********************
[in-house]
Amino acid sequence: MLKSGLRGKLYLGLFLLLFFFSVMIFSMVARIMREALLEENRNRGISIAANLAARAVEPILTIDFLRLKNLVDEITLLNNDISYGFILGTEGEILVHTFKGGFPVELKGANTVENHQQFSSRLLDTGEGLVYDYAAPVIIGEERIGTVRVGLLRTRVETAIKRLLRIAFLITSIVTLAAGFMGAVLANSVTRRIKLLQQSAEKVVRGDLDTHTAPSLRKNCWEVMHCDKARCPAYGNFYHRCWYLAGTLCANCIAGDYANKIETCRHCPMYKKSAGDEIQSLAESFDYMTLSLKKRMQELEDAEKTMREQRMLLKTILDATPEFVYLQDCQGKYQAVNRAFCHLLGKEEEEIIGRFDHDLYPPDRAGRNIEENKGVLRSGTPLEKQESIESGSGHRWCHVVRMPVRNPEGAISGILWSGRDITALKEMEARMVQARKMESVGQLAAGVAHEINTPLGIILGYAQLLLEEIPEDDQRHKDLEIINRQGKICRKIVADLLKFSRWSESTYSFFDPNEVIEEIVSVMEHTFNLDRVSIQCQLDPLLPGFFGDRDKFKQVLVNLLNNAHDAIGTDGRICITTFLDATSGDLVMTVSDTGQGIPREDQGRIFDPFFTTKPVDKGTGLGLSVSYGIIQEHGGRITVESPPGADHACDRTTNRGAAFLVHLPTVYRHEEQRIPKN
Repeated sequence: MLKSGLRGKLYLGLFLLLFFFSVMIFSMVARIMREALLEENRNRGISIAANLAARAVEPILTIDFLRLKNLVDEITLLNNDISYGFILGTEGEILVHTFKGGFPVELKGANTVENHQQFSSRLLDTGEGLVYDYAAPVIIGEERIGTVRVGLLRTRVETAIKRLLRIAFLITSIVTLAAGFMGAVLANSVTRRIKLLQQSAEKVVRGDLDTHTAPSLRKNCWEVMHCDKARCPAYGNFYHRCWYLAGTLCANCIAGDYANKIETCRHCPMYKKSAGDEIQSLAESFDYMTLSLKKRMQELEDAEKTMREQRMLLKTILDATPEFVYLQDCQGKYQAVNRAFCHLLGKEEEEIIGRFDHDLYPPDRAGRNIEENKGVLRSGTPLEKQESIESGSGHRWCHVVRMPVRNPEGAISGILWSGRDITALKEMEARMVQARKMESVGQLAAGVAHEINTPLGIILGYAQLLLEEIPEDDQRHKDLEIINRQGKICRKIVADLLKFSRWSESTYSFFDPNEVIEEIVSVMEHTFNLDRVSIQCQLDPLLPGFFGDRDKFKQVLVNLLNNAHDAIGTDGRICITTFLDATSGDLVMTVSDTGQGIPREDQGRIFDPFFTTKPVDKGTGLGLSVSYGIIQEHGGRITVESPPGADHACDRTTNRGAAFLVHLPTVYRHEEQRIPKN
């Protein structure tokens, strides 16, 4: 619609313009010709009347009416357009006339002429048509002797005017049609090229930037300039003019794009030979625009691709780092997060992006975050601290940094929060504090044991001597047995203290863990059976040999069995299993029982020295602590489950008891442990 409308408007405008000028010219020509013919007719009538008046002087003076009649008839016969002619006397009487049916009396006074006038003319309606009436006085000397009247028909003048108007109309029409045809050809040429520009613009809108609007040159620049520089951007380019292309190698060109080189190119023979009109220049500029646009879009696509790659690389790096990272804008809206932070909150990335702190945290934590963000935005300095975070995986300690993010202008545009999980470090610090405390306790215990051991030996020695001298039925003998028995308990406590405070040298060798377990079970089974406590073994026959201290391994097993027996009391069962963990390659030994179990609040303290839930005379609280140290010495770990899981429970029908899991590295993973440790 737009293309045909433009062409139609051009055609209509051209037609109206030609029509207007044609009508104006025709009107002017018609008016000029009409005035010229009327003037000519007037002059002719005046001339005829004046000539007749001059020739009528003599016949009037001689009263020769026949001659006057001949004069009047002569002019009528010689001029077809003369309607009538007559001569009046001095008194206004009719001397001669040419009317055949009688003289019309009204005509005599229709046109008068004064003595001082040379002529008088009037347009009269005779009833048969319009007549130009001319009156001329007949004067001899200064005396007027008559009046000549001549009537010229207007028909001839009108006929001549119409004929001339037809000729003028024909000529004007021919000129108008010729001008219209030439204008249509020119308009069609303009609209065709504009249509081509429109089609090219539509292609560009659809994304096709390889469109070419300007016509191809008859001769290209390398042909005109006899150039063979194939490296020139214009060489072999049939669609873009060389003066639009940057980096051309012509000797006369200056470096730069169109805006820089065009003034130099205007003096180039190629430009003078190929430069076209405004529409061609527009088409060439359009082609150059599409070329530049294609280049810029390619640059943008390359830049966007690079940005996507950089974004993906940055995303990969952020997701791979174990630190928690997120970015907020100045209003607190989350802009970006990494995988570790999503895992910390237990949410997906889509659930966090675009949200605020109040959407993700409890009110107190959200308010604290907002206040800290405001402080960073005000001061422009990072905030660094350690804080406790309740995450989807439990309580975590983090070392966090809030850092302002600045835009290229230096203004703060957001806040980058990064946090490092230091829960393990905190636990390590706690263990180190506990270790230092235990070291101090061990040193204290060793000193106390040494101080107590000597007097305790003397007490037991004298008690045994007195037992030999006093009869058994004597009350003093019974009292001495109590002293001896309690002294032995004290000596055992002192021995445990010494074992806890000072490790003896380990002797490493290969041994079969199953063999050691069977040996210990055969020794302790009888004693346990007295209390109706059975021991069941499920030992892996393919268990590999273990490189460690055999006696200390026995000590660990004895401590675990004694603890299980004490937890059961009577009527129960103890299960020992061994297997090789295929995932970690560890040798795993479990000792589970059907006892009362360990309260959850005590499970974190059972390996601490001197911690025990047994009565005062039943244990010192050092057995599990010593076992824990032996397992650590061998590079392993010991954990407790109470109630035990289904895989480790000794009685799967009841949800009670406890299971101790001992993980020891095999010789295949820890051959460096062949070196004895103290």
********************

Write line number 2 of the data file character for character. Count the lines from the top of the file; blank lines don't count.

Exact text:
Amino acid sequence: MLKSGLRGKLYLGLFLLLFFFSVMIFSMVARIMREALLEENRNRGISIAANLAARAVEPILTIDFLRLKNLVDEITLLNNDISYGFILGTEGEILVHTFKGGFPVELKGANTVENHQQFSSRLLDTGEGLVYDYAAPVIIGEERIGTVRVGLLRTRVETAIKRLLRIAFLITSIVTLAAGFMGAVLANSVTRRIKLLQQSAEKVVRGDLDTHTAPSLRKNCWEVMHCDKARCPAYGNFYHRCWYLAGTLCANCIAGDYANKIETCRHCPMYKKSAGDEIQSLAESFDYMTLSLKKRMQELEDAEKTMREQRMLLKTILDATPEFVYLQDCQGKYQAVNRAFCHLLGKEEEEIIGRFDHDLYPPDRAGRNIEENKGVLRSGTPLEKQESIESGSGHRWCHVVRMPVRNPEGAISGILWSGRDITALKEMEARMVQARKMESVGQLAAGVAHEINTPLGIILGYAQLLLEEIPEDDQRHKDLEIINRQGKICRKIVADLLKFSRWSESTYSFFDPNEVIEEIVSVMEHTFNLDRVSIQCQLDPLLPGFFGDRDKFKQVLVNLLNNAHDAIGTDGRICITTFLDATSGDLVMTVSDTGQGIPREDQGRIFDPFFTTKPVDKGTGLGLSVSYGIIQEHGGRITVESPPGADHACDRTTNRGAAFLVHLPTVYRHEEQRIPKN